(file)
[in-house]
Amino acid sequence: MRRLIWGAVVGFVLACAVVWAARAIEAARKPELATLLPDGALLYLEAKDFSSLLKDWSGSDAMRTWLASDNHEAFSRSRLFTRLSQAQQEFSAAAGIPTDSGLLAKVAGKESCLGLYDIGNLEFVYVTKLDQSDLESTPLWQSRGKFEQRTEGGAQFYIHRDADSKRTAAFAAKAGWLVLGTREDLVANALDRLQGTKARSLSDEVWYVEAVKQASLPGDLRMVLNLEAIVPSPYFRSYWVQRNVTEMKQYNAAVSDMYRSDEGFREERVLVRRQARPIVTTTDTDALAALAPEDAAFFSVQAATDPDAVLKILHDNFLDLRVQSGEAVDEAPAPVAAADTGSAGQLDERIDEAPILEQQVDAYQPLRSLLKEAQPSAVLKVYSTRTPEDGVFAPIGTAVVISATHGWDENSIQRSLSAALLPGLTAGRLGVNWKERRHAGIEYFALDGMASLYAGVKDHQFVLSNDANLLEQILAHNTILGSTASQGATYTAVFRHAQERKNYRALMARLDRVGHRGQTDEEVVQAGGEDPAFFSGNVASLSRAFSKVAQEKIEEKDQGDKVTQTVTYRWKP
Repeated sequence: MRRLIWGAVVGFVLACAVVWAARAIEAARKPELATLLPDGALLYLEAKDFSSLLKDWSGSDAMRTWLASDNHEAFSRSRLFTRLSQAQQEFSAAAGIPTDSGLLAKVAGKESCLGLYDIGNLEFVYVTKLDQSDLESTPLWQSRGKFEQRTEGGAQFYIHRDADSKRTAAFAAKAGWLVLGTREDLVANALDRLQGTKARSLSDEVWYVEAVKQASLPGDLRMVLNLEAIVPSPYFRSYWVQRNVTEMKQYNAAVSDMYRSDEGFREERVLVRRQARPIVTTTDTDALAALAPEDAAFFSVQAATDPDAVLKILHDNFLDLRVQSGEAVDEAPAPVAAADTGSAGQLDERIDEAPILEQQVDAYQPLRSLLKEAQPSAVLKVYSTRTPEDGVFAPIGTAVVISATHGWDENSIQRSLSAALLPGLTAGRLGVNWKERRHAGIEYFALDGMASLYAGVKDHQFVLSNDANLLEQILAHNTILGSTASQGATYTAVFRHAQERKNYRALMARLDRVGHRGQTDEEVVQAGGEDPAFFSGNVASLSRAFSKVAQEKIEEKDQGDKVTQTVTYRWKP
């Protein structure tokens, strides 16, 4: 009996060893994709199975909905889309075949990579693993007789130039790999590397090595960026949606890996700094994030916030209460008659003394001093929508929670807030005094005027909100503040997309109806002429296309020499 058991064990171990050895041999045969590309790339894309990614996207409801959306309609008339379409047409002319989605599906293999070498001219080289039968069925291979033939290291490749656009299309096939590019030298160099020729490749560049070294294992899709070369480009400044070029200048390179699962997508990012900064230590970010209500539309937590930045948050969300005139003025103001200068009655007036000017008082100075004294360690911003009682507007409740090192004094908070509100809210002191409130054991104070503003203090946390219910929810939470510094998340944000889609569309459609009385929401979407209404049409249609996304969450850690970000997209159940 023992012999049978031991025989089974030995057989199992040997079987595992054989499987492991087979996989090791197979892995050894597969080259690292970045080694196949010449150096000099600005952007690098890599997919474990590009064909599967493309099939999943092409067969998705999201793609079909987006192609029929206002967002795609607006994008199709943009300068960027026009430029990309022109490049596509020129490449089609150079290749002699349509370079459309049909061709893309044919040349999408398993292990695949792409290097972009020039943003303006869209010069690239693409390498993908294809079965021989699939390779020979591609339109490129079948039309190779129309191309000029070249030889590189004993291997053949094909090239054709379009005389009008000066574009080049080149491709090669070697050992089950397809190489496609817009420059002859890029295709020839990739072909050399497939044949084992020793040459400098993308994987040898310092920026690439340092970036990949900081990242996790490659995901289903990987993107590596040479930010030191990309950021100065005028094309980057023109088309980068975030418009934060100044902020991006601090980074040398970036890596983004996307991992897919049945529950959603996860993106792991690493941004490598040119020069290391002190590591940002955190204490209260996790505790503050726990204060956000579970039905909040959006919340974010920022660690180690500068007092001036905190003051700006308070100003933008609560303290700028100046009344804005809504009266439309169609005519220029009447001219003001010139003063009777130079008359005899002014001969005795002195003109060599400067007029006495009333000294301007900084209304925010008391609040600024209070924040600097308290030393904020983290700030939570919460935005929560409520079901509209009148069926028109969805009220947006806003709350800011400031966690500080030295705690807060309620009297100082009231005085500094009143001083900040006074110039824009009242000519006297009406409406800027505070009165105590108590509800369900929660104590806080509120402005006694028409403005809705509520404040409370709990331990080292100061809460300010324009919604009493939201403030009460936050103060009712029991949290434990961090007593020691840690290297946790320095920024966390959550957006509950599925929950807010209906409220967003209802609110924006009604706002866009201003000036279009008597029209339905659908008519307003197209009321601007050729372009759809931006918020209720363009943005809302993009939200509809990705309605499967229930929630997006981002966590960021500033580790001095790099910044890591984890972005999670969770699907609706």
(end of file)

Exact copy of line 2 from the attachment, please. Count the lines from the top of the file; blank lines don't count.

Amino acid sequence: MRRLIWGAVVGFVLACAVVWAARAIEAARKPELATLLPDGALLYLEAKDFSSLLKDWSGSDAMRTWLASDNHEAFSRSRLFTRLSQAQQEFSAAAGIPTDSGLLAKVAGKESCLGLYDIGNLEFVYVTKLDQSDLESTPLWQSRGKFEQRTEGGAQFYIHRDADSKRTAAFAAKAGWLVLGTREDLVANALDRLQGTKARSLSDEVWYVEAVKQASLPGDLRMVLNLEAIVPSPYFRSYWVQRNVTEMKQYNAAVSDMYRSDEGFREERVLVRRQARPIVTTTDTDALAALAPEDAAFFSVQAATDPDAVLKILHDNFLDLRVQSGEAVDEAPAPVAAADTGSAGQLDERIDEAPILEQQVDAYQPLRSLLKEAQPSAVLKVYSTRTPEDGVFAPIGTAVVISATHGWDENSIQRSLSAALLPGLTAGRLGVNWKERRHAGIEYFALDGMASLYAGVKDHQFVLSNDANLLEQILAHNTILGSTASQGATYTAVFRHAQERKNYRALMARLDRVGHRGQTDEEVVQAGGEDPAFFSGNVASLSRAFSKVAQEKIEEKDQGDKVTQTVTYRWKP